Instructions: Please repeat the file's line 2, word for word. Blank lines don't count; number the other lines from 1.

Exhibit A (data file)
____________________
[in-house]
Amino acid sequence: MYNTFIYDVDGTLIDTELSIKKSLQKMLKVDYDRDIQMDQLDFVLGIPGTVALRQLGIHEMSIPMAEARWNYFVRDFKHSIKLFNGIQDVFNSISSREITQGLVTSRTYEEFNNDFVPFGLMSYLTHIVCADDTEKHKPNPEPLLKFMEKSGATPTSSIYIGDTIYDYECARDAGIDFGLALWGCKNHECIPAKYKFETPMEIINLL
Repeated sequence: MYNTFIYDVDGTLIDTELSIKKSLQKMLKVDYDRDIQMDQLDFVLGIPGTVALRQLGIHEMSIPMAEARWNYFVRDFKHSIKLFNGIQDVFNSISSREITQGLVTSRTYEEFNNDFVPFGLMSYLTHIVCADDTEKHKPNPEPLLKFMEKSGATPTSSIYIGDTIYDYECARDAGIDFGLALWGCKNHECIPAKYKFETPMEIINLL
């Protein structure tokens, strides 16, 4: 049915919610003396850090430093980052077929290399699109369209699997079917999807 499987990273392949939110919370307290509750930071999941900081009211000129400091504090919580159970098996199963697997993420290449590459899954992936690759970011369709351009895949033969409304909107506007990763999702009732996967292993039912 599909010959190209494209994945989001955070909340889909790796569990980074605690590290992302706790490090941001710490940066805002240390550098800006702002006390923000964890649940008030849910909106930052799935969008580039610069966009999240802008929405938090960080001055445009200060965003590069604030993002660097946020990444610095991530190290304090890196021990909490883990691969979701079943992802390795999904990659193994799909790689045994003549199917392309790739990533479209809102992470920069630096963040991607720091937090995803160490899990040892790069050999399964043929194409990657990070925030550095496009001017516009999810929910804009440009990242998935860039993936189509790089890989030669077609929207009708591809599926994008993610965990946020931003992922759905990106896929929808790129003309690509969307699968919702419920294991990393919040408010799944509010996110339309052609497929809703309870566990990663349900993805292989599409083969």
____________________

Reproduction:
Amino acid sequence: MYNTFIYDVDGTLIDTELSIKKSLQKMLKVDYDRDIQMDQLDFVLGIPGTVALRQLGIHEMSIPMAEARWNYFVRDFKHSIKLFNGIQDVFNSISSREITQGLVTSRTYEEFNNDFVPFGLMSYLTHIVCADDTEKHKPNPEPLLKFMEKSGATPTSSIYIGDTIYDYECARDAGIDFGLALWGCKNHECIPAKYKFETPMEIINLL